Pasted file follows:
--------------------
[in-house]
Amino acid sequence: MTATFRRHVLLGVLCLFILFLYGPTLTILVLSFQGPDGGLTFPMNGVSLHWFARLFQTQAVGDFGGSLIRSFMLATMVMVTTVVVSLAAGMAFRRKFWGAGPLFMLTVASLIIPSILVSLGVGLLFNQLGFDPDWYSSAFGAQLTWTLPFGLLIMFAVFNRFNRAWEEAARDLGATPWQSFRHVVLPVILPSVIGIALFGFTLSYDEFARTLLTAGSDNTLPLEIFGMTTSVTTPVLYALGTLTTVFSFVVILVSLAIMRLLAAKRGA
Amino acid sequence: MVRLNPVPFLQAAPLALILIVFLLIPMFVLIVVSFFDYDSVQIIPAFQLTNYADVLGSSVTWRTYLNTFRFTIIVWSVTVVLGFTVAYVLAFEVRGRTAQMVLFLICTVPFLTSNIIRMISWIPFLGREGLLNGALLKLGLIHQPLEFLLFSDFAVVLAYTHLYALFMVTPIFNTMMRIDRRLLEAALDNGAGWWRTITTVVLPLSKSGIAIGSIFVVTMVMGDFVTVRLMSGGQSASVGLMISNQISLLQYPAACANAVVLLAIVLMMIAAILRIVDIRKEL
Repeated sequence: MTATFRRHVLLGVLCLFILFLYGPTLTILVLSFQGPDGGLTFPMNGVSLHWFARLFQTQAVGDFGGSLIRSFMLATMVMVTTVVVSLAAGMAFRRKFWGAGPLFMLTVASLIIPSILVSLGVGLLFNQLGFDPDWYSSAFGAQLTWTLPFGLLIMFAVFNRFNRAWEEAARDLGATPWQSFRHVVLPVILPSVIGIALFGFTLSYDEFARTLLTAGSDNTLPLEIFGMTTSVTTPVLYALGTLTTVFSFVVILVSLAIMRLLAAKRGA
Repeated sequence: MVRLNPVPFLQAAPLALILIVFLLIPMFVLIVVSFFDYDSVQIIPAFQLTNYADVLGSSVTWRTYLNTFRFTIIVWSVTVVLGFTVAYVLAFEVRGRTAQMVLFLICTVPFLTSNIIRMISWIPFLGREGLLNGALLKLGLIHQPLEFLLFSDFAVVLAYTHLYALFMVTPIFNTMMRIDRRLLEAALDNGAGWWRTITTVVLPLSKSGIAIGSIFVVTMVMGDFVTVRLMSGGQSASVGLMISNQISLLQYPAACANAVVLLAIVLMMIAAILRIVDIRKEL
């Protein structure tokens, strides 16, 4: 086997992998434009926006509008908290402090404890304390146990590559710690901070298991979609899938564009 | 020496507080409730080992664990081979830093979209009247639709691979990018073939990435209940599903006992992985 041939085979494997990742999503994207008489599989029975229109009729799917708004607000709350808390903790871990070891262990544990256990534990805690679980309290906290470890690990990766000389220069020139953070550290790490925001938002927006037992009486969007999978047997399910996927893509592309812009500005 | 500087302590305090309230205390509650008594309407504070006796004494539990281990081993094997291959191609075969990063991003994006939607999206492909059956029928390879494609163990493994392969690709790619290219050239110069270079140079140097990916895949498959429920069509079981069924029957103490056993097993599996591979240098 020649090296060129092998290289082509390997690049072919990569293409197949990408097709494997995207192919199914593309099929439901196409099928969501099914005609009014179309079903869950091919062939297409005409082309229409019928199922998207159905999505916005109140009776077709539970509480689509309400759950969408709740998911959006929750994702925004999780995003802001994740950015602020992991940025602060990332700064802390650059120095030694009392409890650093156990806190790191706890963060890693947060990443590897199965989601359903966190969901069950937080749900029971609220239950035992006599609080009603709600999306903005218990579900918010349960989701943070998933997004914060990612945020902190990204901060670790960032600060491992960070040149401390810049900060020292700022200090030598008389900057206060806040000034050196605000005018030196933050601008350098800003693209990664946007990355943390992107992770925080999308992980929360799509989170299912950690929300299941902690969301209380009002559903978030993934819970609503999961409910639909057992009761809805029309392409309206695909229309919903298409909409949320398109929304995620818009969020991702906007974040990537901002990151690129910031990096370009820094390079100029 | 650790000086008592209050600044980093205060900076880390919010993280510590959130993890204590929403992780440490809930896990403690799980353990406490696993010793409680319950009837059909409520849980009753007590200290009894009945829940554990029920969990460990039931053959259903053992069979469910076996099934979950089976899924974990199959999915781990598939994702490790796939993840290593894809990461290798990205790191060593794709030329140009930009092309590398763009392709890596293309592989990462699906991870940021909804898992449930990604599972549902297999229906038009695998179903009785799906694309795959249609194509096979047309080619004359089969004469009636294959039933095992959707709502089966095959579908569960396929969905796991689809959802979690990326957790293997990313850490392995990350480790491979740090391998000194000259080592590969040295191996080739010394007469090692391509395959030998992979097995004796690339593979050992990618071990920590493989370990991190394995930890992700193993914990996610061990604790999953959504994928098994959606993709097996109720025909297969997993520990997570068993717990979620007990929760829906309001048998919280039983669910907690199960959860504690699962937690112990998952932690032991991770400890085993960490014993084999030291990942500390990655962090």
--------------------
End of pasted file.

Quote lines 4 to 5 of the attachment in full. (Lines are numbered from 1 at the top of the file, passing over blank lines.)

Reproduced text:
Repeated sequence: MTATFRRHVLLGVLCLFILFLYGPTLTILVLSFQGPDGGLTFPMNGVSLHWFARLFQTQAVGDFGGSLIRSFMLATMVMVTTVVVSLAAGMAFRRKFWGAGPLFMLTVASLIIPSILVSLGVGLLFNQLGFDPDWYSSAFGAQLTWTLPFGLLIMFAVFNRFNRAWEEAARDLGATPWQSFRHVVLPVILPSVIGIALFGFTLSYDEFARTLLTAGSDNTLPLEIFGMTTSVTTPVLYALGTLTTVFSFVVILVSLAIMRLLAAKRGA
Repeated sequence: MVRLNPVPFLQAAPLALILIVFLLIPMFVLIVVSFFDYDSVQIIPAFQLTNYADVLGSSVTWRTYLNTFRFTIIVWSVTVVLGFTVAYVLAFEVRGRTAQMVLFLICTVPFLTSNIIRMISWIPFLGREGLLNGALLKLGLIHQPLEFLLFSDFAVVLAYTHLYALFMVTPIFNTMMRIDRRLLEAALDNGAGWWRTITTVVLPLSKSGIAIGSIFVVTMVMGDFVTVRLMSGGQSASVGLMISNQISLLQYPAACANAVVLLAIVLMMIAAILRIVDIRKEL